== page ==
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  13. In Java programming, instantiating an object means to create an instance of a class. To instantiate an object in Java, follow these seven steps.

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  14. A collection might contain duplicate entries. What if we wanted to display the collection as distinct elements? In other words, we wish to filter the collection so that only distinct elements are displayed. This goal can be accomplished by applying the distinct method to the stream produced from the collection. To learn how to filter distinct elements from a collection, follow these four steps.

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  15. A derived class is a Java class that inherits properties from its super class. For example, an Employee class might be derived from a Person class. Therefore the Employee class could inherit first name and last name properties from Person, its super class. The following eight steps show how to write a derived class in Java.

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  16. If you need to bypass a certain number of elements in a collection, you can apply the skip method to a stream produced from the collection in Java 8. The following four steps show how to skip elements using the skip method.

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  17. A Java bean is a Java class that has private member variables, public getter and setter methods, and a zero-argument, public constructor (supplied automatically by the compiler). To create a Java bean, follow these seven steps.

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  18. An implementation of an interface is a Java program that references the interface using the implements keyword. The program is required to provide method logic for all non-default methods. Optionally, the program can provide an implementation of a default method defined in the interface. To create an interface implementation in Java, follow these six steps.

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  19. To test whether two objects are equal, a developer should provide an equals method. The logic in the method can determine if the two objects are equal and return true, or return false otherwise. To compare two objects with the equals method, follow these four steps.

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  20. The JAVA_HOME environment variable can be used to set the PATH so that the compiler and runtime launcher can be accessed from a command prompt. To set the PATH variable using JAVA_HOME, follow these five steps.

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  21. A race condition occurs in programming when two or more execution threads modify a shared, or critical, resource. Race conditions can result in run time errors that are difficult to isolate and to repair. The term "race" is used because the threads can be regarded as racing each other to complete operations on a variable or other shared resource. In Java 8, race conditions can be prevented by enforcing single threading through methods that modify shared resources. To learn how to prevent race conditions in Java 8, follow these eight steps.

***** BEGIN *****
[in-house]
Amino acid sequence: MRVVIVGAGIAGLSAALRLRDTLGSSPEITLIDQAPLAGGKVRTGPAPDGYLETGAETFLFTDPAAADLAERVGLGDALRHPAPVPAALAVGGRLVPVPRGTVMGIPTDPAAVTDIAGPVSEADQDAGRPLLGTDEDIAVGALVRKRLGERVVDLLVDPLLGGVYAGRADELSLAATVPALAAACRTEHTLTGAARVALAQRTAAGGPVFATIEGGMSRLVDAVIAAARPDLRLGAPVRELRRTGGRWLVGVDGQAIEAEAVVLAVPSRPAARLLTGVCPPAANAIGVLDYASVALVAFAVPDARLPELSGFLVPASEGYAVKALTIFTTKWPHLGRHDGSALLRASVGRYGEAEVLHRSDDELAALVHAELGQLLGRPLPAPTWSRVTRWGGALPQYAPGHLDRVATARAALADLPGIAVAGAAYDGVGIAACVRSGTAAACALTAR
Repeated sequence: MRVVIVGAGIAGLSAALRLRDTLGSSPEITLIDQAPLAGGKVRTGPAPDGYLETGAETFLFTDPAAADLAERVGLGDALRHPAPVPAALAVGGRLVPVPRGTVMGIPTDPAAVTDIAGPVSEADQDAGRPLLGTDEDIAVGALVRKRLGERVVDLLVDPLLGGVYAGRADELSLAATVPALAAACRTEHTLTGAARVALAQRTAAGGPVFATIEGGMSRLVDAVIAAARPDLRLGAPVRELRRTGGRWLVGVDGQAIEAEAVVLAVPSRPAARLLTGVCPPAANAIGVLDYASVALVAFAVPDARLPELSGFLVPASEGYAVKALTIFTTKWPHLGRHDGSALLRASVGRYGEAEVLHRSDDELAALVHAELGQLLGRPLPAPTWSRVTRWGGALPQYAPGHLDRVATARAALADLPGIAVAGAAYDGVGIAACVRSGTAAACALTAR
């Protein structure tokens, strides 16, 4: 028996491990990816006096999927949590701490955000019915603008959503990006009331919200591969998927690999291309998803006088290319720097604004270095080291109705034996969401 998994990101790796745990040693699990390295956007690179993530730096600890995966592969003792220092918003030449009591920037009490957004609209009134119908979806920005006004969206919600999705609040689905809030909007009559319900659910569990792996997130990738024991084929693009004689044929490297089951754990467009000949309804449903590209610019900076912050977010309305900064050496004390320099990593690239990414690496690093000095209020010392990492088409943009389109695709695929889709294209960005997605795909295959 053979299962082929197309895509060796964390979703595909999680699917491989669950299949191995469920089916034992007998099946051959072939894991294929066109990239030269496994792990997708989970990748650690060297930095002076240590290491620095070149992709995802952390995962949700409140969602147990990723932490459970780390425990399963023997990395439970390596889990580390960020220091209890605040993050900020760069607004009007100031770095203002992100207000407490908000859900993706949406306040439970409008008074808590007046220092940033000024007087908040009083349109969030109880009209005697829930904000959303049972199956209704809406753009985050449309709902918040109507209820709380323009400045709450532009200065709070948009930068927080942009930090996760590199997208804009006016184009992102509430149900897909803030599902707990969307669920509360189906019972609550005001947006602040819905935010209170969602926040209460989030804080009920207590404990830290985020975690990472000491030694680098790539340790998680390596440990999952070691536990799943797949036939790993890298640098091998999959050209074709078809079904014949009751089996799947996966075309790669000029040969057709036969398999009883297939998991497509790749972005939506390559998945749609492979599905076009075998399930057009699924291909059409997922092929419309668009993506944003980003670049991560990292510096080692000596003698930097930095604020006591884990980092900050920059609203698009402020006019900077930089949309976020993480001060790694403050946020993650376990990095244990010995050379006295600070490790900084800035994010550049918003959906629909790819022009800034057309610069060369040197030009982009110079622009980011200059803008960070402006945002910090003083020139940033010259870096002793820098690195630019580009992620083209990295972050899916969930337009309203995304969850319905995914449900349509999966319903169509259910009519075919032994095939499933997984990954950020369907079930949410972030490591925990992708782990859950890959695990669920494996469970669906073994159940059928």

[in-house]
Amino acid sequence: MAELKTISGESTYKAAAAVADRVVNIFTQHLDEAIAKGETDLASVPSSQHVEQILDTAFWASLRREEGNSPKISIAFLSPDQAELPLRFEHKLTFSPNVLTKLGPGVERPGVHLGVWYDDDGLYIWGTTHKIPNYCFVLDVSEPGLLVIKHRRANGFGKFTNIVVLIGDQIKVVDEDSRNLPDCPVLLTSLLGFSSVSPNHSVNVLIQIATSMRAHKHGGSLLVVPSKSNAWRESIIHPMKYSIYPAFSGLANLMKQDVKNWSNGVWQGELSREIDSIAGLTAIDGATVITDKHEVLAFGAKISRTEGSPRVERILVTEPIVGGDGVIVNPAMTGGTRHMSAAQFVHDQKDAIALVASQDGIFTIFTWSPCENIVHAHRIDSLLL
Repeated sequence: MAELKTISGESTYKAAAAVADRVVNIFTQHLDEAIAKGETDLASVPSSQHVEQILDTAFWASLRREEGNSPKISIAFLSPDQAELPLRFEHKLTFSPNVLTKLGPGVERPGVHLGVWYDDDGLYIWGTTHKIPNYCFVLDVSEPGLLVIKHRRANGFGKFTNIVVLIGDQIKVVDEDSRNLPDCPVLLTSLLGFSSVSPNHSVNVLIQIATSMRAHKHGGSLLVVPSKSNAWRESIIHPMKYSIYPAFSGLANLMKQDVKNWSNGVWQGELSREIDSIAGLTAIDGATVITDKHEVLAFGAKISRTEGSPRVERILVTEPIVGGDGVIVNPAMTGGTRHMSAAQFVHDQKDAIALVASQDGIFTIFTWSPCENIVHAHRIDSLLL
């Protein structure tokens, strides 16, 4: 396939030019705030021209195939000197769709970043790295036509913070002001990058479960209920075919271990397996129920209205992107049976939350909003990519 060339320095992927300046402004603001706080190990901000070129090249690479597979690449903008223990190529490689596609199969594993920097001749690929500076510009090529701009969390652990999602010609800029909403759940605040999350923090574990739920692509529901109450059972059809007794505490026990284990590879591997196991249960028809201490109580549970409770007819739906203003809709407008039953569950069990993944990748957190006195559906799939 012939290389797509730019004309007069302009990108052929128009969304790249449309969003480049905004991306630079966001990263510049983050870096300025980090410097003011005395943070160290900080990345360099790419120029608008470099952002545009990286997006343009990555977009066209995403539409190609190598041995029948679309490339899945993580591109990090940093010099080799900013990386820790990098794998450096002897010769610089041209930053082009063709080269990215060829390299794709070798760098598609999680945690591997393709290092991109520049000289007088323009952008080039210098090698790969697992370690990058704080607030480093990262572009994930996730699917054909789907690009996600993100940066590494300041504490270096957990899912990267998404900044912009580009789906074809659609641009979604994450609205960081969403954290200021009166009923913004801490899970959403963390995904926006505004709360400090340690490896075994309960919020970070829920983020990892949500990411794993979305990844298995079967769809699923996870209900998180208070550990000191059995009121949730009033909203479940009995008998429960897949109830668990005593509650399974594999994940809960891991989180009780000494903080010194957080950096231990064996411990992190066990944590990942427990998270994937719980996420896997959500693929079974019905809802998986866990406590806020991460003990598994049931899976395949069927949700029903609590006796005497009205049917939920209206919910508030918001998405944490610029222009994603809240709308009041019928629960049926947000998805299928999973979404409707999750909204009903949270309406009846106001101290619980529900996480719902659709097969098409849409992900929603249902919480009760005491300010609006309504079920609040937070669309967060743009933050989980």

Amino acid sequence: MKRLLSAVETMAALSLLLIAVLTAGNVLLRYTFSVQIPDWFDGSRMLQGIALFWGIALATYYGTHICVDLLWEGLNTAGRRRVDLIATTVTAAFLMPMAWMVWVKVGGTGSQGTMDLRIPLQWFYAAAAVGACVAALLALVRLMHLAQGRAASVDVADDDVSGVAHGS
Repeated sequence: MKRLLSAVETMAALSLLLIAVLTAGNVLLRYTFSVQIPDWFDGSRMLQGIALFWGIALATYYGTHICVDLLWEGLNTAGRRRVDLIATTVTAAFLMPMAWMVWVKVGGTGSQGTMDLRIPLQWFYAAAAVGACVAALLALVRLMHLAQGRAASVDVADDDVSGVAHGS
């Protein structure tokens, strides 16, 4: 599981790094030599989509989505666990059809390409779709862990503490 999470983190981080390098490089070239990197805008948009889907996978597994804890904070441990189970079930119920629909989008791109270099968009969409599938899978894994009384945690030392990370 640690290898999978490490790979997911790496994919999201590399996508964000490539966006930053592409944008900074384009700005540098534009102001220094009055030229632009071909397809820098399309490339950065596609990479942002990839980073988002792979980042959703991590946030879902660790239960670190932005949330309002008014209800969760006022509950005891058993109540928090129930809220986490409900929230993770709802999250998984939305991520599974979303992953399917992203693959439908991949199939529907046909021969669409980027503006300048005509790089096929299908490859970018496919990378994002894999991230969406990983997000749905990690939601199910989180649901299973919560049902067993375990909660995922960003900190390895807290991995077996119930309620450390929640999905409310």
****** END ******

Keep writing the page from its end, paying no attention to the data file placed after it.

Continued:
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  22. Program code in a Java program is contained in a block. A block begins with an open curly brace symbol and ends with a close curly brace symbol. As an example, we might write a block of code that contains a variable definition and some console print statements. To write a block of code, follow these four steps.

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  23. Displaying the contents of a directory in Java can be accomplished using the File class. This class provides the listFiles method that returns a list of File objects for a given directory. The objects may represent files or subdirectories. To understand how to display the contents of a directory in Java, follow these four steps.

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  24. The Collectors class in Java 8 provides methods for grouping and partitioning data stored in collections. Grouping permits you to organize data that shares a common field value, e.g. department. Partitioning allows you to divide the data into two categories, or partitions. One partition satisfies the partitioning criteria whereas the other partition does not. For example, we might separate sales data into a partition that met or exceeded a sales goal and a partition that did not. Our case study below will apply grouping and partitioning technology to a collection of musical instruments.

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  25. A reference to an existing object in Java can be created simply by equating a variable to the object. To create a reference to an object in Java, follow these four steps.

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  26. The limit method of the Stream class introduced in Java 8 allows the developer to limit the number of elements that will be extracted from a stream. The limit method is useful in those applications where the user wishes to process only the initial elements that occur in the stream. To learn how to reduce the size of the stream with the limit method, follow these five steps.